Tuesday, November 5, 2019

Slaves, Masters, and our Workplace Reputations

by Cowboy Bob Sorensen

Every once in a while, I commence to cognating and sometimes writing about reputations. In my sixty years, I've seen and sometimes experienced how things like trust, respect, honor, and reputations take a mighty long time to build on the positive side but can be destroyed in a hurry.

Our reputations, especially as Christians, can be easily ruined after being built up. We have to continue to do what is right and glorify God.
Joseph, son of Israel, as a powerful ruler in Egypt
Image credit: Free Christian Illustrations
The largest section of Genesis, chapters 37-50, have Joseph the son of Israel (Jacob) who was despised by his brothers and sold into slavery in Egypt. Potiphar was important in Egypt and Joseph impressed him so much that Potiphar put him in a position of power. When Joe turned down the Pot-man's wife for a roll in the hay, she lied about him. Joe's reputation was negated because someone in a respected, noble position lied.

Joseph was thrown in prison but the jailer in chief was so impressed by him that he basically let him have the run of the place. A new reputation was being forged, and it was reinforced when he was explaining the meaning of dreams. Later, Pharaoh himself was troubled, and someone said, "Waitaminnit! I just remembered this guy down in the dungeon who might be useful." Joe explained the dream, and Pharaoh made him exceptionally important in Egypt. He even was able to forgive and bless his brothers who sold him into slavery (Genesis 50:20).

All thought the ups and downs, God was with Joseph, who never lost faith despite the circumstances.

It gets difficult when you're accused of doing something wrong and you're innocent. I've been accused by someone who has earned a reputation for being a liar and insane, so sensible people do not take him seriously. Using a form of the genetic fallacy, I've been lied about by someone with prestige; my word was negated, and my reputation took a slapping down.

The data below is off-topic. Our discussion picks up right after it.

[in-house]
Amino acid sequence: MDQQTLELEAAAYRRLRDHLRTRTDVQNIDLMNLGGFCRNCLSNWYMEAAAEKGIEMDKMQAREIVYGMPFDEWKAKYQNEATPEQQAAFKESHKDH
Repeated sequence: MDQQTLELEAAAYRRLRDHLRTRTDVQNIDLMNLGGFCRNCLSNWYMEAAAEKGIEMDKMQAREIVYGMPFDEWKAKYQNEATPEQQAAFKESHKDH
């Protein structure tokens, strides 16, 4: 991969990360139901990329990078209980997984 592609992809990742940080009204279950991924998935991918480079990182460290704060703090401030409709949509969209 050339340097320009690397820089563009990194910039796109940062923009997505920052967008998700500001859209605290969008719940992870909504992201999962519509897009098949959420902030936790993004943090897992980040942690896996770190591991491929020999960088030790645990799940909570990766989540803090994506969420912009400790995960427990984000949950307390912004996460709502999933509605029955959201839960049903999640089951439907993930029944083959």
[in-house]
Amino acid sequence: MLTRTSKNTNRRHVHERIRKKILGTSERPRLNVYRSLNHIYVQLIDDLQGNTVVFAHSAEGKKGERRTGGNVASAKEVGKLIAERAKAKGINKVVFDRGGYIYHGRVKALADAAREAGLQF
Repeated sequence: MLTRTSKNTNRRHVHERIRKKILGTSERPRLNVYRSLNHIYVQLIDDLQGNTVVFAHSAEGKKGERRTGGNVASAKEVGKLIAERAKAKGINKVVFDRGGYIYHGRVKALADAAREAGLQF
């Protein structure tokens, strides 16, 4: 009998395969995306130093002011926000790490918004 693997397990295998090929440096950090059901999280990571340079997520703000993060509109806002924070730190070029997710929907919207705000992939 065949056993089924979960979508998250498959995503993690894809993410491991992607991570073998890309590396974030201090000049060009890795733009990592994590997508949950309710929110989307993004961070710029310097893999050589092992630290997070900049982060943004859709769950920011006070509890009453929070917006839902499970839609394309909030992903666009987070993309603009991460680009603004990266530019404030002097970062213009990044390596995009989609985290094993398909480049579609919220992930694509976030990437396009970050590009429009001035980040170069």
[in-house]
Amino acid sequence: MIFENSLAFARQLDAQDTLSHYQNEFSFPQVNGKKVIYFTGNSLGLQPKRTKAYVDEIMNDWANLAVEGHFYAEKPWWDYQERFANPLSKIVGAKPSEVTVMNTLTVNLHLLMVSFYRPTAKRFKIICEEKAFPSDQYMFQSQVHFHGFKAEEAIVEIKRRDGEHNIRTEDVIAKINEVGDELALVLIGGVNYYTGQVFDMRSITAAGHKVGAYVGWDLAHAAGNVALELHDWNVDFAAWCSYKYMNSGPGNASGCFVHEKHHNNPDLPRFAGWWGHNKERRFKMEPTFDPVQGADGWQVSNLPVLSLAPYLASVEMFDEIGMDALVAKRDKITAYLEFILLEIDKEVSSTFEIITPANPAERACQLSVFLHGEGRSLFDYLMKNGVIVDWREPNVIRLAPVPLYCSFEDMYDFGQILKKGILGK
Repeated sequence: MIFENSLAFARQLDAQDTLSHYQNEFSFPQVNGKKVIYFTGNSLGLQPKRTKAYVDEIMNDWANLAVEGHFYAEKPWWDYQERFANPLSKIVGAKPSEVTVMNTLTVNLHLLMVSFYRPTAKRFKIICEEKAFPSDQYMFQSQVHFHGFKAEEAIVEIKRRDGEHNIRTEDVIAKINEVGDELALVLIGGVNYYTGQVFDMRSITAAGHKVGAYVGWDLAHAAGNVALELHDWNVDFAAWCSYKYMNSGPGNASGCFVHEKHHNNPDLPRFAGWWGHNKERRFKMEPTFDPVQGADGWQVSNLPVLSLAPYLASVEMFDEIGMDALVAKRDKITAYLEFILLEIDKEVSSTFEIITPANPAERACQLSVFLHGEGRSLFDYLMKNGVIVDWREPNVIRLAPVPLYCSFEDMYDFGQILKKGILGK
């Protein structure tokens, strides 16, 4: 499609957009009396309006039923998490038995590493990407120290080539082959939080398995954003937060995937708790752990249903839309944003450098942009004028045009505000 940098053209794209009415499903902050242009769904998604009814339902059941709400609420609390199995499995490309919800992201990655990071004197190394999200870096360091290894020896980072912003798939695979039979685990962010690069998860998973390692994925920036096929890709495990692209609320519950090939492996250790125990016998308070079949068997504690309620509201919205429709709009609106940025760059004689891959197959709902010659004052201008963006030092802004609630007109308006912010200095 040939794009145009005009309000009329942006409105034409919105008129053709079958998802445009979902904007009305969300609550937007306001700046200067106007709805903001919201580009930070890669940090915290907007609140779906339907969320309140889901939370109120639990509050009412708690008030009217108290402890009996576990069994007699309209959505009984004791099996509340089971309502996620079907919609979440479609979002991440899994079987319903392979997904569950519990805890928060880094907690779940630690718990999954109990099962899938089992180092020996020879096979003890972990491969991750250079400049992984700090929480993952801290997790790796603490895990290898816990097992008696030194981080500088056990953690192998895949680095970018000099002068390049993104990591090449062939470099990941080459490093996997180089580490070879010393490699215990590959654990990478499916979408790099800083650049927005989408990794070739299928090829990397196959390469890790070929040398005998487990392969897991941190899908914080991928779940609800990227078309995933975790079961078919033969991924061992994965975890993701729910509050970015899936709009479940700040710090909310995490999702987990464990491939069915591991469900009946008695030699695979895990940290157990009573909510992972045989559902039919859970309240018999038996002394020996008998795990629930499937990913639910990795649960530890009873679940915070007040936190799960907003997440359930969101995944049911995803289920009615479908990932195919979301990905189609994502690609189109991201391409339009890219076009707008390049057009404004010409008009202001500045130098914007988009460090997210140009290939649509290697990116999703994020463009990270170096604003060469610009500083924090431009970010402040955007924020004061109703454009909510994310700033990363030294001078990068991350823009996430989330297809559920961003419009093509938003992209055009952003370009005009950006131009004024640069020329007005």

Ain't no way that I can compare myself to Joseph. There are times when it's difficult to build a good reputation in a workplace when those in power take a notion to dislike you, but you just have to cowboy up and do your job the best you can with what you have.

Recently, we had a lull in work so we were sent home. I filled out the form to account for the difference in hours. Later, I went to my supervisor and said that I wasn't sure of my math. She told me that I overstated the amount by half an hour and she made the adjustment. Although the system would not let her put in an excessive amount of time for me, she said she knew I wasn't trying to get away with something. Another time, I was talking with her supervisor about using a less-known system tool. He said he can trust me with it, but didn't want everyone doing that thing for certain reasons. Those moments of affirmation felt good. While others are more productive than I am in certain areas, it's good that my reputation with those supervisors is pretty good.

Even so, it seems like there's a kind of entropy with people. Bad reports, rumors, other negative things tend to be more easily believed that the positive. A good reputation can be destroyed quickly, especially if it's clearly your fault. I've had to restrain my urges to run my mouth or take other actions, and I have to pray for patience and wisdom quite often.

Christians must glorify God, and we are to do this in our work. I've heard several sermons on Ephesians 6:5-9, which is about slaves and masters in ancient Rome. While our masters cannot actually buy and sell employees, they can fire us. The principles in this passage apply to Christians in the workforce today. We ultimately work for God and should seek to please him.


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